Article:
The Parcells drafts (2003-06) and personnel moves showed marked improvement, i.e., Jason Witten, a third-round pick in ’03; DeMarcus Ware, a first-round pick in ’05, and Tony Romo, an undrafted free agent in ’03, to name just three.
In 2010, the Dez Bryant-Sean Lee draft was celebrated. But it also led to another coaching change at midseason. Phillips was fired. Jason Garrett was promoted. To evaluate recent Cowboys drafts, check out the offensive line.
Emmitt Smith set the NFL’s all-time rushing record in ’02 and was immediately deemed dispensable by Parcells. A dirge of eight consecutive seasons followed before the team could find a worthy replacement — DeMarco Murray. Remember him?
The same theme was occurring at quarterback. Between Aikman and Romo, the team’s QB needs were met with minimal help through the draft, poor judgments in the free-agent market and a lot of pipe dreams gone bad.
None conjured up memories of Meredith, Staubach or Aikman. The list included Anthony Wright (2000-01), Clint Stoerner (2000-02), Tony Banks (preseason ’01), Carter (2001-03), Leaf (2001), Chad Hutchinson (’02-03), Vinny Testaverde (2004), Drew Henson (’04-05) and Drew Bledsoe (’05-06).
Banks, certainly the most abrupt QB casualty of all, was brought in as a 2001 free agent to replace the retired Aikman. But lack of off-season face time at Valley Ranch by the former Rams and Ravens starter chapped Jones. Banks was booted to the curb after two preseason games and one controversial move-in date at his new Westlake home.
Desperation set in. The irascible Leaf appeared in four November games that same season, all losses for the Cowboys, three of them as a starter.
The QB carousel was only part of the problem as the Cowboys began Y2K by missing the playoffs five times in six years. The lone achievers were the ’03 team, prompting Parcells to make his emotional postgame proclamation after the team’s eighth victory of the season over Carolina.
“You can’t call them losers anymore,” Parcells said of his players. The ’03 Cowboys went on to win 10 games but lost to the same Panthers in the first round of the playoffs, 29-10.
Team all-time leading tackler Darren Woodson, the last player standing at Valley Ranch with three Super Bowls from the ’90s, failed to rebound from July 2004 back surgery — and retired. He goes into the Ring of Honor on Nov. 1.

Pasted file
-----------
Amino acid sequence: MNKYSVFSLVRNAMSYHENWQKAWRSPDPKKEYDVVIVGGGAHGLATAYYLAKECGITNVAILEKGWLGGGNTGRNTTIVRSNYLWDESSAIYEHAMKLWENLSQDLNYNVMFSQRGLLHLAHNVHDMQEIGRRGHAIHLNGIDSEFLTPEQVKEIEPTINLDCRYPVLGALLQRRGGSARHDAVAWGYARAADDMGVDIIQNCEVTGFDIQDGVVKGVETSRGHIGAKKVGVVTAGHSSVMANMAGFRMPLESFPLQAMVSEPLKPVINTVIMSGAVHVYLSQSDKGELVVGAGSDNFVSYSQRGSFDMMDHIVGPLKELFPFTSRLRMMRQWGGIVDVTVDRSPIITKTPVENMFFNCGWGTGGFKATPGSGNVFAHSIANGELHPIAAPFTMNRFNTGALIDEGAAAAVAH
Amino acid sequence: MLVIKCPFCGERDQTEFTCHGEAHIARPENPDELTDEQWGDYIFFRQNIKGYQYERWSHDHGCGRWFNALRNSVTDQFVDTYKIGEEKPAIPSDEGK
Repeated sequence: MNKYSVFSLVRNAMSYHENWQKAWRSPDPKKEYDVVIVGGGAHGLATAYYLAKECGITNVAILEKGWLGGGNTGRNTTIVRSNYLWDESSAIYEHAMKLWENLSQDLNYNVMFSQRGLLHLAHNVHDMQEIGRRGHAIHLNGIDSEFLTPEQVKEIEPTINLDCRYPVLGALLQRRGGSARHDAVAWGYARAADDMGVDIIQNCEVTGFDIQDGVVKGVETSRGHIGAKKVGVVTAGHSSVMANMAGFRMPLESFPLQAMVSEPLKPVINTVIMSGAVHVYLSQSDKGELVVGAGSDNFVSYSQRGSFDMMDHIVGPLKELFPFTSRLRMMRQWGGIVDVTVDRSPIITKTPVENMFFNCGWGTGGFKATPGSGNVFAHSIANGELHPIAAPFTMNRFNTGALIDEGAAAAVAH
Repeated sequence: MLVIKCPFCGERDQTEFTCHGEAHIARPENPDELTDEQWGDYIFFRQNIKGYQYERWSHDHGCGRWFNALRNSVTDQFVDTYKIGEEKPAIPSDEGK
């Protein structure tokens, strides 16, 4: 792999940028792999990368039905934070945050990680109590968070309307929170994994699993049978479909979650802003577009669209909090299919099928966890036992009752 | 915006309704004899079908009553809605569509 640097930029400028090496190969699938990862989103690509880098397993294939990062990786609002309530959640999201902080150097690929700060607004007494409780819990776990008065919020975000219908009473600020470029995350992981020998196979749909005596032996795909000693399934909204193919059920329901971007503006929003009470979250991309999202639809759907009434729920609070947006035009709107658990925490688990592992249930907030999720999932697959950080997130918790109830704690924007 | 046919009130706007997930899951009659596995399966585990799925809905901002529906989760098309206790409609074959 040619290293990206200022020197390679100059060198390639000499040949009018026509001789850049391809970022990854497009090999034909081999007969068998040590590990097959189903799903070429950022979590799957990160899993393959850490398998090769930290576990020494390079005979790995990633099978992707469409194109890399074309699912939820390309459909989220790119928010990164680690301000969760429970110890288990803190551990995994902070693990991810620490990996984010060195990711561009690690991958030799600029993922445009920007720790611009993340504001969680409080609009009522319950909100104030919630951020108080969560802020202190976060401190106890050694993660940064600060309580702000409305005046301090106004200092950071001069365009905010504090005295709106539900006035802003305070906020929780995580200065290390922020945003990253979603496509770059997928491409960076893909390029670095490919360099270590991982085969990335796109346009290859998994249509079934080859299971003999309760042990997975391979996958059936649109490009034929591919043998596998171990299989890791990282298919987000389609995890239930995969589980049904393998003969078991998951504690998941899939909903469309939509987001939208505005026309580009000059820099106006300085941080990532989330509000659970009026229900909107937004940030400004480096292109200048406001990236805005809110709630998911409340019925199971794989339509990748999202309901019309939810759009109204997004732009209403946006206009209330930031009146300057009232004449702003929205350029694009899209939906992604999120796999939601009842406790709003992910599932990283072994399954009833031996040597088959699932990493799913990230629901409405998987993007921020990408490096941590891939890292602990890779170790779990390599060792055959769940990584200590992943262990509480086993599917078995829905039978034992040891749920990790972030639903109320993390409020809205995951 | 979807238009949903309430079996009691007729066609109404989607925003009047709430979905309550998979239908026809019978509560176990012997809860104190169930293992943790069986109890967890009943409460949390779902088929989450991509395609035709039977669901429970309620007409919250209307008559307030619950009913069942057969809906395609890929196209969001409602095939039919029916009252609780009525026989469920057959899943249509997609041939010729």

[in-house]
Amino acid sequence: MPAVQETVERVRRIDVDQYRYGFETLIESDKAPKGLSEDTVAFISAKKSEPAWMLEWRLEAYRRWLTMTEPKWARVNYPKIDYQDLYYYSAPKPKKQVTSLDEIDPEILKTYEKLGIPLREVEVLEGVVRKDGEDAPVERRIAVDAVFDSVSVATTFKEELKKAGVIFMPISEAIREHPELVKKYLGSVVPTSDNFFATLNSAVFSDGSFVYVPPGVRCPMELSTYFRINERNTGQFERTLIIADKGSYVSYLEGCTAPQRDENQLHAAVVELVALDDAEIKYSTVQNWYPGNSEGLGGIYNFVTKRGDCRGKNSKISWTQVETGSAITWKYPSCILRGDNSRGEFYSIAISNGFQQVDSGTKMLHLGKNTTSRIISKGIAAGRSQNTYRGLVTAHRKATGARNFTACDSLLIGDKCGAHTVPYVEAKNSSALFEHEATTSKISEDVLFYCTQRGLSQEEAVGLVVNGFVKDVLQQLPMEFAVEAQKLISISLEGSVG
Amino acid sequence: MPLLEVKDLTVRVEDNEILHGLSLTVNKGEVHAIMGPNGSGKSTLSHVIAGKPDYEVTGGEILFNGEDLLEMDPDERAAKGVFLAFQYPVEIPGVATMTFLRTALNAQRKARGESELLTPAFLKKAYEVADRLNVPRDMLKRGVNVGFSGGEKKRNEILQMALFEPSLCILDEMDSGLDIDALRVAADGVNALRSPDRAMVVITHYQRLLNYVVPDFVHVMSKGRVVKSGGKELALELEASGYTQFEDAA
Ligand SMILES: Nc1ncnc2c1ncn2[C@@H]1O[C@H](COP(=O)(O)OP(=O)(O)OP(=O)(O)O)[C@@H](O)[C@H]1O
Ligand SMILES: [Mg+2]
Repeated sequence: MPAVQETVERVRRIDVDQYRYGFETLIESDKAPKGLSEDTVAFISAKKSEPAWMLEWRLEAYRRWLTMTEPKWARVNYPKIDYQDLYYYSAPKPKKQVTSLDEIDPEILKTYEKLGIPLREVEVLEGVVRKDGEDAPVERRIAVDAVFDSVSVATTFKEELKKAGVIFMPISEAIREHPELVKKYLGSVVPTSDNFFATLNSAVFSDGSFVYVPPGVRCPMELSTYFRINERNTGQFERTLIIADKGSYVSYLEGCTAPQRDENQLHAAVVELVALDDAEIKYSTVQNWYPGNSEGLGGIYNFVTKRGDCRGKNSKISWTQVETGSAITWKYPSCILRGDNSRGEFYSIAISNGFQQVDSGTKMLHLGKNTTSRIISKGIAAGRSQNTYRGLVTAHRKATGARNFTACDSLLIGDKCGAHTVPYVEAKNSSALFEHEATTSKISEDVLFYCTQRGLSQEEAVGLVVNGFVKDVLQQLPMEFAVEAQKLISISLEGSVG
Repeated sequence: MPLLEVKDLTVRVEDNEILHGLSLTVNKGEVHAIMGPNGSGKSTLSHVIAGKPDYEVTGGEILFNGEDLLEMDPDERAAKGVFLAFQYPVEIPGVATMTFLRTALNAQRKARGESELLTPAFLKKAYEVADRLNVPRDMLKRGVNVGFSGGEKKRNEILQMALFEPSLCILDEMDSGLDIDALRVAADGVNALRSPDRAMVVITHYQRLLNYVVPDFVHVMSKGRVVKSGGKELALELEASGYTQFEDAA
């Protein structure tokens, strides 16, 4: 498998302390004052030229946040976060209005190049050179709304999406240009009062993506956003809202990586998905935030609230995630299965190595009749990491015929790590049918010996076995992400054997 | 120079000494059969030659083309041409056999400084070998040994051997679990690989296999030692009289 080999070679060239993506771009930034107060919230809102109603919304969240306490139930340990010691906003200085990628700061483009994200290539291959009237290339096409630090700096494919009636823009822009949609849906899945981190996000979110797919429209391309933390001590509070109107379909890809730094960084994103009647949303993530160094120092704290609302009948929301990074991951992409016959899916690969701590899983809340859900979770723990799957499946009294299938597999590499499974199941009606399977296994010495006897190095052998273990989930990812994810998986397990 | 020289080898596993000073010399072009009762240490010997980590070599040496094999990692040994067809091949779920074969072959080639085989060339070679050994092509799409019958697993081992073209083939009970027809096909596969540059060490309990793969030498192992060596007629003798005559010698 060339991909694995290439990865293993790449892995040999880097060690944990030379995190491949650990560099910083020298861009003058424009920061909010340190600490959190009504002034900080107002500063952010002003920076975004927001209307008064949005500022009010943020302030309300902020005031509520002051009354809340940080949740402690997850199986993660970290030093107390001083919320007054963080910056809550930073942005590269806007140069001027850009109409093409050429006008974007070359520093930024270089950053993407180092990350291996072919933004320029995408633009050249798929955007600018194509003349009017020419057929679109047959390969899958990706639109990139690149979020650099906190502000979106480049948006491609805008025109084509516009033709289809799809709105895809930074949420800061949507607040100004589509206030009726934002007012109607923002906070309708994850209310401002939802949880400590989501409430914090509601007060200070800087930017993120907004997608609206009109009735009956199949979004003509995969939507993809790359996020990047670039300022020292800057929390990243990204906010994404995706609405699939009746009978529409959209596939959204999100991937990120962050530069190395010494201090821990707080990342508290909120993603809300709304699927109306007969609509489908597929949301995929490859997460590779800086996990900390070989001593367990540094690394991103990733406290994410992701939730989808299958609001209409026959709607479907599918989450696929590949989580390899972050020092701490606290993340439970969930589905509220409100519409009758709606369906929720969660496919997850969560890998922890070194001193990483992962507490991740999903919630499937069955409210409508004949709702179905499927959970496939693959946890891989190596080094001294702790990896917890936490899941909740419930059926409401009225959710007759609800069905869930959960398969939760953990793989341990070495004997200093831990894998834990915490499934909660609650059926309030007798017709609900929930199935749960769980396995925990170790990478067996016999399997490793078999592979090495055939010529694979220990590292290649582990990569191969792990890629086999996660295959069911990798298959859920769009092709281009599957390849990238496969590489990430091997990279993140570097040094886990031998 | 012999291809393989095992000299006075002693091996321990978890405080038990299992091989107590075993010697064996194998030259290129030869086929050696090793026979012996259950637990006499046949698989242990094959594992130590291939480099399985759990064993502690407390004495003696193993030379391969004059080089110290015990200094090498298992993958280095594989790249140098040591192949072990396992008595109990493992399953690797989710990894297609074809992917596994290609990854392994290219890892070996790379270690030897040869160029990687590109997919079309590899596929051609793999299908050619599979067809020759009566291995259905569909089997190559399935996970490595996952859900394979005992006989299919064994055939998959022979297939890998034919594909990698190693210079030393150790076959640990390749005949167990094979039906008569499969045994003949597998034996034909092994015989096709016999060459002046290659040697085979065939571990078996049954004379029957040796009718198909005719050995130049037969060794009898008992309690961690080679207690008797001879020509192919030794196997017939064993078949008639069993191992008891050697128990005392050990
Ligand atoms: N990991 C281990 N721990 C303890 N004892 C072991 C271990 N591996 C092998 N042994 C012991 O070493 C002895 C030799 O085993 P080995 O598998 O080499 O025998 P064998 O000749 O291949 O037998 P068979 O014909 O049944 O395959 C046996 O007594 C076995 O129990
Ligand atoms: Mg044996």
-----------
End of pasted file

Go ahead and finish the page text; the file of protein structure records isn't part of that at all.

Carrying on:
Quarterback instability continued when former top pick Carter was released six days into ’04 training camp, the result of a failed drug test for marijuana. He was replaced by 41-year-old Testaverde. The team ended up 6-10.
With Parcells gone and new-hire Phillips blamed for being too soft, the No-Leaders Era at Valley Ranch began. This was what was wrong with the Cowboys. Still, the ’07 team went 13-3 with a divisional-round loss to the Giants (read: Cabo weekend) and the ’09 team went 11-5, with a wild-card win over the Eagles and a divisional-round loss to the Vikings.
Most of these teams were notorious for struggling mightily in December. The 2010 Cowboys (coming off an 11-5) turned that around by starting out 1-7.
This prompted Jones to fire Phillips and replace him with Garrett, who kept his job through a string of 8-8 seasons. The breakthrough came in 2014. Dallas went 12-4, including a 4-0 December, and a playoff win over Detroit before losing at Green Bay.
Nothing is guaranteed from one season to the next. The Cowboys know that.
Dry hole after dry hole, this franchise has kept drilling for the past 19 years, eight months with a mixed bag of results by a variety of coaches. Count ’em. There now have been six successors to the Jimmy Johnson throne.
Jerry Jones’ passion to bring another winner to Cowboys fans is well-documented. So is his team’s inexplicable postseason record since the ’95 campaign: Eight playoff appearances, three playoff game victories, no returns to the Super Bowl.
The 2015 team is supposed to be different. More focus, more swagger, fewer holes on both sides of the ball than a year ago.
But Cowboys fans are approaching 20 trips around the sun without a whiff of the Super Bowl, unless you count the one that Jerry Jones hosted in February 2011.
Didn’t think so.